About Your New Puppy
Understanding the newest member of your family—and why they do they things they do—makes a big difference.
In the humdrum of changes you’re suddenly immersed in, it’s often easy to forget that your new friend is experiencing something quite similar (and that he/she didn’t have any say in the matter). In the case of a puppy, your dog has only had 8 weeks of life to draw information from–the majority of which was spent with their eyes closed (whether from age or from sleeping). In short, the transition is at least as difficult for your dog as it is for you.
What does your puppy want?
Puppies and humans are, in a lot of ways, quite similar. Both want to feel safe, both want to eat, and both want to understand the world around them. The problem, in these cases, is that there’s a great deal lost in translation.
Chewing on your new sofa, for instance, is likely just your dog’s way of learning more about your living room. Additionally, it may serve as a teething device for extremely uncomfortable gums (just remember how frustrated human babies get during this time). And, finally, your couch likely smells quite a bit like you and your family—your dog may be chewing on it as a way to feel close when you’re away.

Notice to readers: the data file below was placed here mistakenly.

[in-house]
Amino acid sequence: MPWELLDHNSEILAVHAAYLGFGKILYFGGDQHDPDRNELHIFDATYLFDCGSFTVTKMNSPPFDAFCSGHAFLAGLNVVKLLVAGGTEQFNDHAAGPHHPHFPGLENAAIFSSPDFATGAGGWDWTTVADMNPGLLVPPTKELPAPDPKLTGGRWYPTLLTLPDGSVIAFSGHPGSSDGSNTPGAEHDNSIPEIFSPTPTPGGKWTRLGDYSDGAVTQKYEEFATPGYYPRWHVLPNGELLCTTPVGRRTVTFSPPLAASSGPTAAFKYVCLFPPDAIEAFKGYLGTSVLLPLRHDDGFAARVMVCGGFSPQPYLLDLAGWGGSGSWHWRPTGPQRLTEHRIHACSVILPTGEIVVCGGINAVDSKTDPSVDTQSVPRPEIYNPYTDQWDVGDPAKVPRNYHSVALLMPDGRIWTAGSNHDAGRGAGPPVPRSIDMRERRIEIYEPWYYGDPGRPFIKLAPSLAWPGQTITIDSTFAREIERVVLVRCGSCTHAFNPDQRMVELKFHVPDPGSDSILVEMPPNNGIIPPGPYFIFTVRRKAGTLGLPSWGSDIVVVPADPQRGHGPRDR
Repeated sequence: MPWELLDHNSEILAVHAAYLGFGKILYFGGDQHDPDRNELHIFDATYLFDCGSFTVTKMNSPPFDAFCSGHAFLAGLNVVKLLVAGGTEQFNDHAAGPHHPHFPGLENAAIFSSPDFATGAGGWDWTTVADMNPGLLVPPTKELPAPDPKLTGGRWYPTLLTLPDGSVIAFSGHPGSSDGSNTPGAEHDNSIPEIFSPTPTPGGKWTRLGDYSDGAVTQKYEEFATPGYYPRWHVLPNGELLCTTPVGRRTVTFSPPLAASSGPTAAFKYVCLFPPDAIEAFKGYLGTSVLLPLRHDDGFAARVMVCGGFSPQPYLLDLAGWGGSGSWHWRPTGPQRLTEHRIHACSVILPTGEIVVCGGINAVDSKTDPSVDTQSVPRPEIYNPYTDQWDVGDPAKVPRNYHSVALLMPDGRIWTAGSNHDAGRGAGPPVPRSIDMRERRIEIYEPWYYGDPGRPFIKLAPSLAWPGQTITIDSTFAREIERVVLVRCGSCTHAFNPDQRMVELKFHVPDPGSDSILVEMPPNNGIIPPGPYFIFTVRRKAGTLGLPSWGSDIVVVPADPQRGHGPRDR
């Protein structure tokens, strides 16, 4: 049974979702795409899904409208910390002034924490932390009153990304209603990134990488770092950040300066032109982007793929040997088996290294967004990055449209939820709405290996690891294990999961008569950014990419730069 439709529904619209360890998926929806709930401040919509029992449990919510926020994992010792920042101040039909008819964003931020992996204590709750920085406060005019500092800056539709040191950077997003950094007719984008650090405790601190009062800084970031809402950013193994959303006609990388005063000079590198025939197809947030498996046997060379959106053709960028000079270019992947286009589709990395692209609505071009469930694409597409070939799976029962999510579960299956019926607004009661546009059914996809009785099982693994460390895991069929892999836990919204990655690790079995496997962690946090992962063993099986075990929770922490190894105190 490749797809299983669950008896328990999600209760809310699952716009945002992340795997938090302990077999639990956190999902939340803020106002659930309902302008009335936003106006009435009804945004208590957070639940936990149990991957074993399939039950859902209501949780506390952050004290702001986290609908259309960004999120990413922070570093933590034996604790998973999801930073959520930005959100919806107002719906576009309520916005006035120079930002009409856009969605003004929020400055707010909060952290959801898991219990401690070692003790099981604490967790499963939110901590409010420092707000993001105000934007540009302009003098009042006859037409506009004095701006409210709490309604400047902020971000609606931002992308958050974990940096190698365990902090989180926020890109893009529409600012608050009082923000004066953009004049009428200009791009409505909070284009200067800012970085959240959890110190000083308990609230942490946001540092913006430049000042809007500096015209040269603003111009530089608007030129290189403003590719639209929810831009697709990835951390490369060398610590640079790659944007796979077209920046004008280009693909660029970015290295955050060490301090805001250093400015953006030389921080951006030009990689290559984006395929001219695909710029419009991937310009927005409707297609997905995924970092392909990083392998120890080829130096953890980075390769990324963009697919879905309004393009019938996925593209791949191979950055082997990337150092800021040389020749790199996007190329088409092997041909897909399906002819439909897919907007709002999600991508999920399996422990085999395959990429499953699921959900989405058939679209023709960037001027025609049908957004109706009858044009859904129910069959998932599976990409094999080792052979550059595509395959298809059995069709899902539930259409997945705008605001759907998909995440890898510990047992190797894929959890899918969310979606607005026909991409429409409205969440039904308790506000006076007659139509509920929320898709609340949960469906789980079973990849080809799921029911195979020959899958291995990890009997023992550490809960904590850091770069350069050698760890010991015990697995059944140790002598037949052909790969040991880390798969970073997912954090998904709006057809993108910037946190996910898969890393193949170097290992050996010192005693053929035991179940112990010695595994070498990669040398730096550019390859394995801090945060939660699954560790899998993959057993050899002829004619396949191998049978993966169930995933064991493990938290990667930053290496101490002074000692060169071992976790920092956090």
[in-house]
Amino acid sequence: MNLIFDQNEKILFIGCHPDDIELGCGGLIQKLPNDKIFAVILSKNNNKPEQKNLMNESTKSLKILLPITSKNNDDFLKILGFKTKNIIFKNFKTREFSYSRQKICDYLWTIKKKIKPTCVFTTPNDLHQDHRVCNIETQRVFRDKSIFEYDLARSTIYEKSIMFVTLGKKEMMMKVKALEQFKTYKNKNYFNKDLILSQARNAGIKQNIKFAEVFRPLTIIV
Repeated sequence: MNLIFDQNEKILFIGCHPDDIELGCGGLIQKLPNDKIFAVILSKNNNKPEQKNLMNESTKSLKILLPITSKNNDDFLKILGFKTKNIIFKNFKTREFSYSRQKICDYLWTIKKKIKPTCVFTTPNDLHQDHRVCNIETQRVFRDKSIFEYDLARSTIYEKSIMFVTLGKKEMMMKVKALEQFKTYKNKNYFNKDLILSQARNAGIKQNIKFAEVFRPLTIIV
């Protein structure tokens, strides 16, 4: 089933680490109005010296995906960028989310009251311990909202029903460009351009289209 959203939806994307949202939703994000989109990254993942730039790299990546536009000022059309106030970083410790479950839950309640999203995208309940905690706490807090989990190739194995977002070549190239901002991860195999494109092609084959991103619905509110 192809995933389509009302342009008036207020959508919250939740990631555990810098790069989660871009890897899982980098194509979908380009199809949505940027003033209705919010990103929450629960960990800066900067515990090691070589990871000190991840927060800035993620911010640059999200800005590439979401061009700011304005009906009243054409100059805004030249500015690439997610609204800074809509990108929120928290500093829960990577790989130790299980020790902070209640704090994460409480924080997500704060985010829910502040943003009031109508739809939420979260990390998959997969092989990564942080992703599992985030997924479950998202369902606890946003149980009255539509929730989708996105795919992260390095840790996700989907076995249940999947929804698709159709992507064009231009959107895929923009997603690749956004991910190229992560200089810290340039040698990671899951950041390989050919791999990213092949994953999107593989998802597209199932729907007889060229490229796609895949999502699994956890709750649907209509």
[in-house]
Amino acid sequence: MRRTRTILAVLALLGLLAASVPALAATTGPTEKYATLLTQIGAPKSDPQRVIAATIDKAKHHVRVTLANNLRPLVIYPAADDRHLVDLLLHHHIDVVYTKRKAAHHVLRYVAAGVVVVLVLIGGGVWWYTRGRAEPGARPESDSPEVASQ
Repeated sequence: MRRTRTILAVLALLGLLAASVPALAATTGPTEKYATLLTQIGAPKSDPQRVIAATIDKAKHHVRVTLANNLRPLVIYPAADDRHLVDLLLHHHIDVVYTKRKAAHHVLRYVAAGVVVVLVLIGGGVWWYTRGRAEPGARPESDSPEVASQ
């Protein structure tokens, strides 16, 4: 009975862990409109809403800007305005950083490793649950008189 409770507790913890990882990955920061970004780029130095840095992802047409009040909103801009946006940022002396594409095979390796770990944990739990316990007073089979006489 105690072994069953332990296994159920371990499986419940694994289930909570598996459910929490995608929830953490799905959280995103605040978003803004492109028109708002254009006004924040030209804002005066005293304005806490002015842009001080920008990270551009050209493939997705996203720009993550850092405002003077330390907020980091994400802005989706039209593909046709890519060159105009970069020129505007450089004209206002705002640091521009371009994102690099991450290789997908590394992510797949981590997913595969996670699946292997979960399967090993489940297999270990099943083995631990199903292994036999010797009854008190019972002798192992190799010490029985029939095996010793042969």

Identifying what your puppy hopes to get out of his or her actions is crucial to preventing them. In many cases the issue is simply one of curiosity; if you can help expose your puppy to something in a safe way, it may help them move past an otherwise annoying behavior.
What do YOU want from your dog?
Just as important, here, is recognizing your expectations for a new puppy. Set goals, and celebrate when you reach them. Sample milestones may include:
- A day without an accident
- Sleeping through the night
- Learning to sit on command
The key to fighting anxiety is usually in identifying progress as your puppy makes it. Rather than focusing on all your dog NEEDS to learn, focus on what they ARE doing right.